One of the oldest wine-producing nations in the world, Georgia has some distinctly flavoured wines to offer to the Indian palate. With its winemaking techniques listed as Intangible Heritage by the UNESCO, the Eurasian country can also boast of serving history in a glass!
At a recent wine tasting event held in New Delhi, the Embassy of Georgia introduced some classic Georgian wines to a select gathering of wine connoisseurs and hoteliers.
After a brief presentation about the rich heritage of wine making in the country, that dates back to over 8,000 years and is claimed to be the origins of wines in the world, the gathering savoured a dozen indigenous wines along with delectable Georgian cheeses. “Georgia is the most ancient wine making centre of the world. This is the first time we are presenting our vintage wines to India. We are looking forward to starting the wine trade here,” Archil Dzuliashvili, Ambassador of Georgia to India, told the gathering.
On the offer was a wide variety of the best that Georgia has to offer, including dry, semi-dry, sparkling, sweet, and semi-sweet varieties of red, white and rosé wines. The menu included Mtsvane, Saperavi, Vinoterra Saperavi, Savardo, Kisi, Kindzmarauli, Akhasheni, Tavkveri, Tsinandali, Besini Rose, Rkatsiteli and Chinuri.
The secret of the special flavour of certain Georgian wines lies in the way they are matured. Some of the vineyards still use the traditional qvevri (or large pots of baked clay) which are buried underground for several months, yielding a unique flavour.
Also presented during the event was another Georgian speciality, Chacha, a Georgian brandy with a tinge of vodka.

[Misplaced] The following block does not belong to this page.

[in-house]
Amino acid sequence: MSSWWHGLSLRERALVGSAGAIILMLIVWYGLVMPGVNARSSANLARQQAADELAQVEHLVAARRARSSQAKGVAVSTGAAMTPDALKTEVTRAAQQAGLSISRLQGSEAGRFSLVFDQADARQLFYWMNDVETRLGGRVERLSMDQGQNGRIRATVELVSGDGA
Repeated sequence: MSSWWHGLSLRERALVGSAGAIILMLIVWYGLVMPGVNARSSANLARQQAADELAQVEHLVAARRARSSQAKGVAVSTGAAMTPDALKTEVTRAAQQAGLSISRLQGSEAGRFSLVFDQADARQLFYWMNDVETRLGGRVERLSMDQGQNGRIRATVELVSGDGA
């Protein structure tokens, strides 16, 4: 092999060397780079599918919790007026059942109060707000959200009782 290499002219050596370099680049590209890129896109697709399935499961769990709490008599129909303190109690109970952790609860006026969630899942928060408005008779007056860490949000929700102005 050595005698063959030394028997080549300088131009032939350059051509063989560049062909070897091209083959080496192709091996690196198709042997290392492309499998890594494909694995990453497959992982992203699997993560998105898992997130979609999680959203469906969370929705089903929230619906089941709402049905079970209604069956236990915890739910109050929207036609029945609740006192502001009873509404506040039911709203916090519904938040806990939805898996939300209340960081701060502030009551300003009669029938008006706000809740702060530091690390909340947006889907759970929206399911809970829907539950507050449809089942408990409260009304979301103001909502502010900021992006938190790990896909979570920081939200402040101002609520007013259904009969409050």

In order to boost Georgian ties with India, both for business and tourism, a direct flight between India and Georgia could be launched, the ambassador said.
Room for more
After enjoying the beverages, the guests did not disappoint the hosts. Amongst the most appreciated wines at the event were the qvevri and the white wines. The wine importers and professionals present said that wine consumption in India is rising significantly and hence there is plenty of room for different kinds of wines from around the world.
“The wine market in India is growing. Earlier wines used to be a fashion statement but now the consumers want to know more about them. They have certainly become more knowledgeable; but the Indian market is yet to introduce more wine varieties from across the globe,” said Akash Timblo, who runs a chain of hotels in Goa.
“All the wines were unique in not just their taste but also the aroma. It was a very different experience for me. The wines woke up my senses. Though the Georgian white wines were one of the best I have ever had, I loved the qvevri wines in particular,” Timblo added.
“For me, the Chinuri and the Vinoterra Saperavi really stood out. Some of the wines had a yeasty flavour. All the wines were undoubtedly an epitome of class and elegance,” commented Sumit Sehgal, director of Prestige Wines and Spirits, an importer of wines and alcohol in India.
Also popular amongst the experts was the rosé. “The qvevri wines had a unique flavour. They had a subtle aroma of tannins. My favourite was the rosé Besini,” added Ritu Singhal, chief executive, Fine Wine and Champagne India, a beverage magazine, which had organised the event together with the embassy.